If you’re a current subscriber, log in below. If you would like to subscribe, please click the subscribe tab above.
Username and Password Help
by Missy Klatt
GLENWOOD CITY — This past Saturday, August 6th, family and friends of Helen Krizan gathered at the Glenwood City Community Center for a special birthday celebration for a special lady who turned 100 years old on Friday the fifth.
Helen, who was born Helen Slotvig, was the second of eight children born to Ole and Mary Slotvig. Helen was born at home in Downing but her early years were spent growing up in Glenwood City. Of those eight children, Helen and her younger brother, Phil, by 17 years are the only two living.
Helen is a graduate of the Glenwood City High School Class of 1940. A wonderful surprise was when…., a fellow classmate of Helen’s came to her party.
Helen made the comment that she hated the Slotvig name. When asked if she liked Krizan any better she replied “oh a little better, it was easier.”
Helen married Arthur “Art” Krizan in May of 1944 and she moved out of the “city” to Emerald where they farmed for three years before moving to Downing where they continued life on the farm. Life was a bit different on the farm from city life especially when they milked the cows by hand until several years later when they got a machine. Helen comments about her years on the farm, “I learned all the tricks.” She also drove the horses.
Helen and Art had three kids, Jean, Linda and Pete. Helen also has seven grandchildren, ten great grandchildren and one great, great grandchild. Most of who were on hand to help her celebrate.
Besides working at home on the farm, Helen worked out for many years. She worked at Minneapolis Honeywell, the Box Factory in Downing, McMillians and the Friday Canning Company in New Richmond. Helen worked at the canning company till she was 80 years old.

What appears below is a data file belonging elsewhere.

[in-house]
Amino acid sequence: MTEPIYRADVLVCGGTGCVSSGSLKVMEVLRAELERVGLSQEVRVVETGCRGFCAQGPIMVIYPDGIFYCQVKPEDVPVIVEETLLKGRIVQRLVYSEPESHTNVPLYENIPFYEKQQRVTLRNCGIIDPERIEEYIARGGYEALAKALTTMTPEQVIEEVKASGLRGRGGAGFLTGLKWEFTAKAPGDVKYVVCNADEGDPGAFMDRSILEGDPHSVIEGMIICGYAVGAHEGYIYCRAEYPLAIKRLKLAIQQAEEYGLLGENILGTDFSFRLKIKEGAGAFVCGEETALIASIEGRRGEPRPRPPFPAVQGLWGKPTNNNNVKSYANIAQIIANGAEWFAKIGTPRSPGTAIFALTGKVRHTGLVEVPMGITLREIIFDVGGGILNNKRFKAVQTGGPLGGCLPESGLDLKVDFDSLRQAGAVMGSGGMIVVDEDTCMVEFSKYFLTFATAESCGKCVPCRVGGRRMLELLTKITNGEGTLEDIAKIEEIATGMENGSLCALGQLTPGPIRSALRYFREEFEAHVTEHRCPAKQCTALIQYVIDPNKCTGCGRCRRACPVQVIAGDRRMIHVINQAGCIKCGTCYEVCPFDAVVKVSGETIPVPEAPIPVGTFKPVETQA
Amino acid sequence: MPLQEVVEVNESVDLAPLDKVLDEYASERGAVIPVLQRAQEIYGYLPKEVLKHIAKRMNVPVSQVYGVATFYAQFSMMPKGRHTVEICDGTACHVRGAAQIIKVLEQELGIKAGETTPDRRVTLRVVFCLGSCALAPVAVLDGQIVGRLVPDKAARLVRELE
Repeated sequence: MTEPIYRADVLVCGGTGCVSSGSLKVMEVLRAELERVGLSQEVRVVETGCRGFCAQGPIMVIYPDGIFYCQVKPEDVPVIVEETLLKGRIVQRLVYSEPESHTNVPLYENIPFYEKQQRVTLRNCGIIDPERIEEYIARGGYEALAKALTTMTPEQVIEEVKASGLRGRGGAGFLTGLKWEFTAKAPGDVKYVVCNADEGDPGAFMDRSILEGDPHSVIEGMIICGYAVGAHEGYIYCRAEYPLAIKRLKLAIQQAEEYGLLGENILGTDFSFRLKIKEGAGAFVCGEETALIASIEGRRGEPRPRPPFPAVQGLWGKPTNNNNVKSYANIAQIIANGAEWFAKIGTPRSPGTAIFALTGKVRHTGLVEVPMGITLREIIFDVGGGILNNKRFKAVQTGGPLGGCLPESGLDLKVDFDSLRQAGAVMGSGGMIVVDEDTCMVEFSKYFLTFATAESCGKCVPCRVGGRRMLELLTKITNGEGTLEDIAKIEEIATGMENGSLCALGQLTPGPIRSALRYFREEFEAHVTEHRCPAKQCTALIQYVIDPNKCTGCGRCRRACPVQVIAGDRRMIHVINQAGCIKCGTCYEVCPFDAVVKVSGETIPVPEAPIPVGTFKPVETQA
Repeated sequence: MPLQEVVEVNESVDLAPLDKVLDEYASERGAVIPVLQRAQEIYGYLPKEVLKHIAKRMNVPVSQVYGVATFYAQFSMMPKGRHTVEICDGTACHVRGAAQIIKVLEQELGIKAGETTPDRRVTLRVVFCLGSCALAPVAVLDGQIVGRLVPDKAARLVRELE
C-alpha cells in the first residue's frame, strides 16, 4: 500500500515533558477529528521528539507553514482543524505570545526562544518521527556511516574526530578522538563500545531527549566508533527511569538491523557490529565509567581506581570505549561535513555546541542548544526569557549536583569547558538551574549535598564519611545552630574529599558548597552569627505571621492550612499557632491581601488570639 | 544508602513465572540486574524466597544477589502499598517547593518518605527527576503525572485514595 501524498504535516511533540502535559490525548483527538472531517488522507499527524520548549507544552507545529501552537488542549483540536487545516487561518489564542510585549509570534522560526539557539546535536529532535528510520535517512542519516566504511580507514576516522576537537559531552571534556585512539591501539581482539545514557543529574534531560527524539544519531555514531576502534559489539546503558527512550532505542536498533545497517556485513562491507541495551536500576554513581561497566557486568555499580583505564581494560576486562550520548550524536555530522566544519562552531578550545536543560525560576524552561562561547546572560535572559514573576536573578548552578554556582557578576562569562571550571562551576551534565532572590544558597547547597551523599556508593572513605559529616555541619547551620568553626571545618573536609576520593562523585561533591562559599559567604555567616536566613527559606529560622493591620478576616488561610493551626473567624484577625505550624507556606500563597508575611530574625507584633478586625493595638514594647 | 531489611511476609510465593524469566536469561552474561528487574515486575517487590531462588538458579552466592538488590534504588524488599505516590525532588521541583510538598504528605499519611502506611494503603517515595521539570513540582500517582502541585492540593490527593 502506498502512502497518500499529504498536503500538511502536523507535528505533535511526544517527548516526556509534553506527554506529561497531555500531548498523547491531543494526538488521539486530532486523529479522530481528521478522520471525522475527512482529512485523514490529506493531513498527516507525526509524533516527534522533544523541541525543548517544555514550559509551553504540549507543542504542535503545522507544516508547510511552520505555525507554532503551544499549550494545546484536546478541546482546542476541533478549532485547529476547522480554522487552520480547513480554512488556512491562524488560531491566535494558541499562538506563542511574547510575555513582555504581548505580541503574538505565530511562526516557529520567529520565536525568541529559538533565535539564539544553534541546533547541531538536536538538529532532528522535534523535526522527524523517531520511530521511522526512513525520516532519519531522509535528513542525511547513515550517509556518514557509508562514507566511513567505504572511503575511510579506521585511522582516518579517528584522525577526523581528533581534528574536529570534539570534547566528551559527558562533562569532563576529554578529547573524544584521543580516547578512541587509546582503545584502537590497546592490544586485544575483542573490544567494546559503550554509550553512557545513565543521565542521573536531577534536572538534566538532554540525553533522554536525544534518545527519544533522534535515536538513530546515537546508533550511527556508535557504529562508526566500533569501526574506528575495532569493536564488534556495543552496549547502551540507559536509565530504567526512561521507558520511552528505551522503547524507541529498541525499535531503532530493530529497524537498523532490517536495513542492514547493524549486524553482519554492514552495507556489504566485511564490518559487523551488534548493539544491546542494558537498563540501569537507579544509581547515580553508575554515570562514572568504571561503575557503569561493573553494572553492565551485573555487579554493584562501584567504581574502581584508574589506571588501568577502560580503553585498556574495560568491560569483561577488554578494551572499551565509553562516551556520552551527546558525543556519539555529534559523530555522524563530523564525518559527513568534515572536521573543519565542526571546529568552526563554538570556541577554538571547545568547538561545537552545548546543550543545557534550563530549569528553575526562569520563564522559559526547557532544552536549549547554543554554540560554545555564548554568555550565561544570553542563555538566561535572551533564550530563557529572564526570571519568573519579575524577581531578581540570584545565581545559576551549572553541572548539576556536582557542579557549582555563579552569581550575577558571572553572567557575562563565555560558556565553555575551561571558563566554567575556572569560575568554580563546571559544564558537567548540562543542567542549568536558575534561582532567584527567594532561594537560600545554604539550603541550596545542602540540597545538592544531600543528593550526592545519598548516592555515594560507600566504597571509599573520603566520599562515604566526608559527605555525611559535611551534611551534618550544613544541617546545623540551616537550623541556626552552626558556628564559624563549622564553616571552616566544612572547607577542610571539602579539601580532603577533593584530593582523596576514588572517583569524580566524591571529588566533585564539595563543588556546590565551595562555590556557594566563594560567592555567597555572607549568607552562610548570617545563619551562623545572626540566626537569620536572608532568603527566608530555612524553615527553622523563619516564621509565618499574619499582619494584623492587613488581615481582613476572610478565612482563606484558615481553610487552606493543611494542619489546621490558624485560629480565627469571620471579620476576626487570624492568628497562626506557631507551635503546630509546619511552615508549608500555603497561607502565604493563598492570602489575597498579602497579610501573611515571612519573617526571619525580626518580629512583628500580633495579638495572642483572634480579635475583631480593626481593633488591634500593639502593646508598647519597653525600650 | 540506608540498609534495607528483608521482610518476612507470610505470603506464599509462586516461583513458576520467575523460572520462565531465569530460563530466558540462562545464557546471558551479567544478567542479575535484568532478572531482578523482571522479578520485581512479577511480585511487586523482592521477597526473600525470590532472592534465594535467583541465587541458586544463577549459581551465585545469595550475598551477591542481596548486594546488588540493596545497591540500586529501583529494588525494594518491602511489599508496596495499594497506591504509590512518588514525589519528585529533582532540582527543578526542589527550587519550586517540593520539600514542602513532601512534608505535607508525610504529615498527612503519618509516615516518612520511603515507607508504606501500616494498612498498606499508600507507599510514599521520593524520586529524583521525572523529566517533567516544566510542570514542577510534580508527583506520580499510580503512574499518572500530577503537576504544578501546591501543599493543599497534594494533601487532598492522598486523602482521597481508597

When asked the proverbial question as to what’s brought her to this milestone age she replied emphatically, “hard work”, I did a lot of that. She also stated that there is some longevity in the family with her grandmother living to the age of 96 and her dad 95.
Bowling and Bingo were/are two of Helen’s passions. She also liked to go to dances. Over the years she was also involved with the ladies aid at church. Helen is currently the oldest member of Holy Cross Lutheran Church both in age and in membership. She was baptized in October of 1922 at Our Saviors which was one of the churches that merged to make up Holy Cross.
For a while she was a member of a homemakers group but she states that it was here and there when she had time. Typical of a farm wife from that era, Helen also did a lot of canning and she baked! Daughter Linda said that the neighbors would smell it and come in. Linda went on to say that she made doughnuts, long johns, bismarcks and bread. Helen noted that she loved to bake.
Some of the changes that Helen made note of over the years was that when they were little they didn’t have new clothes all the time. Her mother sewed a lot of their clothes. When she had children of her own Helen said she also sewed some clothes for the girls but ‘not the boy’ when they were little.
As for automobiles, they didn’t have much, she states “we just had a model T”, the first car that she can remember having. When they first moved to the farm they didn’t have a telephone right away but later.
They had a party line. Helen related the story that when Art cut his fingers off in the silo filler, everyone along the line knew it before she did.
When asked what she’s learned over the last hundred years, Helen jokes ”probably not much” and she continues “how to be ornery. I learned how to do a lot of things; my sewing, my baking, cleaning, lots of cleaning down on your hands and knees scrubbing floors. It wasn’t easy but we made it.”
When talking about her upcoming 100th birthday party, she recalls that the earliest birthday party she can remember was when she was eight years old. She even recalls some of the kids that came. She comments, “It was fun growing up” and one of her favorite things to do as a child was to play hopscotch.
Some advice that she wants to share with everyone is “try and get along.” She said all this fighting back and forth on TV isn’t good. “We need the old TV back, that’s what we need”, the old TV shows not the stuff they put on today.
Helen remarks that some of the worst things about getting older is losing her eyesight and her hearing, “They all kind of went together.” Despite this Helen is a delightful lady who seems to have a positive outlook on life.